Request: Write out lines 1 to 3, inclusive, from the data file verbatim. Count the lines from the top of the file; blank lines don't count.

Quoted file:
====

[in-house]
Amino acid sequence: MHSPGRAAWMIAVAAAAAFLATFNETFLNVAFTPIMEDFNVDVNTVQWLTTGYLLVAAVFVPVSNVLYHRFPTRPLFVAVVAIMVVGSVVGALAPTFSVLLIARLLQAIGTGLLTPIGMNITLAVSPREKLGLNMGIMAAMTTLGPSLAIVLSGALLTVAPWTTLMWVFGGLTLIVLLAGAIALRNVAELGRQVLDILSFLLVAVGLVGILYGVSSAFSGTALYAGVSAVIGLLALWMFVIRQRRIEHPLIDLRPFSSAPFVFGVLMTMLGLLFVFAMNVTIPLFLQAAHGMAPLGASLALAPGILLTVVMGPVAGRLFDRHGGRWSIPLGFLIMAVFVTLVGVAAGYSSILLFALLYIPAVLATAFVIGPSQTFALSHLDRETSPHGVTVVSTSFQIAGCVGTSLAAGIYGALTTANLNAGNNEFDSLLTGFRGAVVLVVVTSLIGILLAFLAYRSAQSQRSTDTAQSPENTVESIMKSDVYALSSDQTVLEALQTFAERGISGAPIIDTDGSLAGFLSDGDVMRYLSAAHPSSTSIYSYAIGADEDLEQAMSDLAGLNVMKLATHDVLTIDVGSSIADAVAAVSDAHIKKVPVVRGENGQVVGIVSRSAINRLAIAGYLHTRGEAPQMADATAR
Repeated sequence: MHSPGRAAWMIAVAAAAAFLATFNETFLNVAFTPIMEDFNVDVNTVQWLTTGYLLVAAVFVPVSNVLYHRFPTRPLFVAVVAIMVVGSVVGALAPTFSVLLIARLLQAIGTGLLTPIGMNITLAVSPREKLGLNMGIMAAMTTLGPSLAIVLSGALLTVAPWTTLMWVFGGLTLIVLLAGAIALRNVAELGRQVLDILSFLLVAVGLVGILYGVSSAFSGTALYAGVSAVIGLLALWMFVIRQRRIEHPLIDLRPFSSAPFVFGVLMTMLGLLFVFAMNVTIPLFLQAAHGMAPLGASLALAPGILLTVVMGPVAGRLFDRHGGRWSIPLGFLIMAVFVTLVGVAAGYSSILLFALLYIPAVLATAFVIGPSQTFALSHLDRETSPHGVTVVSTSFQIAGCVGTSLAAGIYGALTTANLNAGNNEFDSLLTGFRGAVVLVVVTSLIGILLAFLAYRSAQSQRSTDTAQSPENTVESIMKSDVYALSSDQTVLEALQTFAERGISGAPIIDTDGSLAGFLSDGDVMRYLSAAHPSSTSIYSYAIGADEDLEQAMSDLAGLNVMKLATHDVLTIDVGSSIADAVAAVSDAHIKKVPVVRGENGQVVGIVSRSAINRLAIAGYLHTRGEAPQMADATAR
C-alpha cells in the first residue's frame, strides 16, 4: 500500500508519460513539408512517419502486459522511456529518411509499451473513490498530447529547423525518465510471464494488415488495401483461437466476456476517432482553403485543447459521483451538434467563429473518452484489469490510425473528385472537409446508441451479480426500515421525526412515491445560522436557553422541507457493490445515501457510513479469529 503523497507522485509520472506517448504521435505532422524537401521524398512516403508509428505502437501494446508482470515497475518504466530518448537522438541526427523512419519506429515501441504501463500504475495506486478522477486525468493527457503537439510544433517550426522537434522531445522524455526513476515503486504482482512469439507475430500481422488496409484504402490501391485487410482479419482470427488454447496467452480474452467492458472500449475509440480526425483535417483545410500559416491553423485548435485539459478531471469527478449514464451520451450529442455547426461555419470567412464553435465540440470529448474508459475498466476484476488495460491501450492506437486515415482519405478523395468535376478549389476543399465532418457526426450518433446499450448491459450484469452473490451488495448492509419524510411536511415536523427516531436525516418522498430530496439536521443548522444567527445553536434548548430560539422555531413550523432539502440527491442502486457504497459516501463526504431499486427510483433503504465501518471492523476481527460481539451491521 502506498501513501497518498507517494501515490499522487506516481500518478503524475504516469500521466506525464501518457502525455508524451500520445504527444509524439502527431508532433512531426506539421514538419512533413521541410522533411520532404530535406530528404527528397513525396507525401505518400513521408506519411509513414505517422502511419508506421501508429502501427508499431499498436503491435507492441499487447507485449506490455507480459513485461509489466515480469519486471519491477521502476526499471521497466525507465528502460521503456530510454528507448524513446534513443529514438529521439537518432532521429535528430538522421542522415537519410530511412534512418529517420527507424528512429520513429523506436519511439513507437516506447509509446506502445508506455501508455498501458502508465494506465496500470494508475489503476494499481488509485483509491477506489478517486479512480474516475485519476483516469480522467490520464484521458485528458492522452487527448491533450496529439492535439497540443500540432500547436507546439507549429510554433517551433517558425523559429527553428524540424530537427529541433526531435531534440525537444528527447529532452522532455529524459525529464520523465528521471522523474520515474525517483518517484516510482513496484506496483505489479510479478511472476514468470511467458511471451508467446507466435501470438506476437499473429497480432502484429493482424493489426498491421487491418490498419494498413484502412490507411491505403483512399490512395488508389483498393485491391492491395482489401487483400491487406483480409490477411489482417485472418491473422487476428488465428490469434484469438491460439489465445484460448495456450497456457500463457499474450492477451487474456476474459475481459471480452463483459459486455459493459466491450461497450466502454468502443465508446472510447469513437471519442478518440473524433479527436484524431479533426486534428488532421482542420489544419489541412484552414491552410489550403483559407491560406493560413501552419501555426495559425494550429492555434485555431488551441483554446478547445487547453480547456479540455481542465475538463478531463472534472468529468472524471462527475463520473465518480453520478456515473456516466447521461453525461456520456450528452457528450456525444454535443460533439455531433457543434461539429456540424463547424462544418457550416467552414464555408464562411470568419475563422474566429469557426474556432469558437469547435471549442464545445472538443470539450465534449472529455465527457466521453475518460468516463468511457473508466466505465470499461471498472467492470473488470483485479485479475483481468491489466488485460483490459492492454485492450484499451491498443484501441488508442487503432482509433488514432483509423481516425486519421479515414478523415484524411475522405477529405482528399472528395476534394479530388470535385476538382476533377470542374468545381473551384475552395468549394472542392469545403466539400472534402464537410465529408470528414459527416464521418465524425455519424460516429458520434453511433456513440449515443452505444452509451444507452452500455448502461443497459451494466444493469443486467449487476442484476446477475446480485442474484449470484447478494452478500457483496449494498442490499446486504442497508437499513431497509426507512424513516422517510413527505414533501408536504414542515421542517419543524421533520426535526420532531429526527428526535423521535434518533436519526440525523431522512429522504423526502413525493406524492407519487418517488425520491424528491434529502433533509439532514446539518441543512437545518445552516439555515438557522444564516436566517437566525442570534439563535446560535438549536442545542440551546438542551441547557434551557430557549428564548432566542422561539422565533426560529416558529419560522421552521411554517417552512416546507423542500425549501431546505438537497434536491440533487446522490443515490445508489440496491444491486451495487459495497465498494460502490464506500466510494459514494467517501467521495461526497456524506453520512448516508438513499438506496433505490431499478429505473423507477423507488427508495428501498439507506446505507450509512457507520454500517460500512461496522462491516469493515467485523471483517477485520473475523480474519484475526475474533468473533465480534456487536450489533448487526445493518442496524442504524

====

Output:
[in-house]
Amino acid sequence: MHSPGRAAWMIAVAAAAAFLATFNETFLNVAFTPIMEDFNVDVNTVQWLTTGYLLVAAVFVPVSNVLYHRFPTRPLFVAVVAIMVVGSVVGALAPTFSVLLIARLLQAIGTGLLTPIGMNITLAVSPREKLGLNMGIMAAMTTLGPSLAIVLSGALLTVAPWTTLMWVFGGLTLIVLLAGAIALRNVAELGRQVLDILSFLLVAVGLVGILYGVSSAFSGTALYAGVSAVIGLLALWMFVIRQRRIEHPLIDLRPFSSAPFVFGVLMTMLGLLFVFAMNVTIPLFLQAAHGMAPLGASLALAPGILLTVVMGPVAGRLFDRHGGRWSIPLGFLIMAVFVTLVGVAAGYSSILLFALLYIPAVLATAFVIGPSQTFALSHLDRETSPHGVTVVSTSFQIAGCVGTSLAAGIYGALTTANLNAGNNEFDSLLTGFRGAVVLVVVTSLIGILLAFLAYRSAQSQRSTDTAQSPENTVESIMKSDVYALSSDQTVLEALQTFAERGISGAPIIDTDGSLAGFLSDGDVMRYLSAAHPSSTSIYSYAIGADEDLEQAMSDLAGLNVMKLATHDVLTIDVGSSIADAVAAVSDAHIKKVPVVRGENGQVVGIVSRSAINRLAIAGYLHTRGEAPQMADATAR
Repeated sequence: MHSPGRAAWMIAVAAAAAFLATFNETFLNVAFTPIMEDFNVDVNTVQWLTTGYLLVAAVFVPVSNVLYHRFPTRPLFVAVVAIMVVGSVVGALAPTFSVLLIARLLQAIGTGLLTPIGMNITLAVSPREKLGLNMGIMAAMTTLGPSLAIVLSGALLTVAPWTTLMWVFGGLTLIVLLAGAIALRNVAELGRQVLDILSFLLVAVGLVGILYGVSSAFSGTALYAGVSAVIGLLALWMFVIRQRRIEHPLIDLRPFSSAPFVFGVLMTMLGLLFVFAMNVTIPLFLQAAHGMAPLGASLALAPGILLTVVMGPVAGRLFDRHGGRWSIPLGFLIMAVFVTLVGVAAGYSSILLFALLYIPAVLATAFVIGPSQTFALSHLDRETSPHGVTVVSTSFQIAGCVGTSLAAGIYGALTTANLNAGNNEFDSLLTGFRGAVVLVVVTSLIGILLAFLAYRSAQSQRSTDTAQSPENTVESIMKSDVYALSSDQTVLEALQTFAERGISGAPIIDTDGSLAGFLSDGDVMRYLSAAHPSSTSIYSYAIGADEDLEQAMSDLAGLNVMKLATHDVLTIDVGSSIADAVAAVSDAHIKKVPVVRGENGQVVGIVSRSAINRLAIAGYLHTRGEAPQMADATAR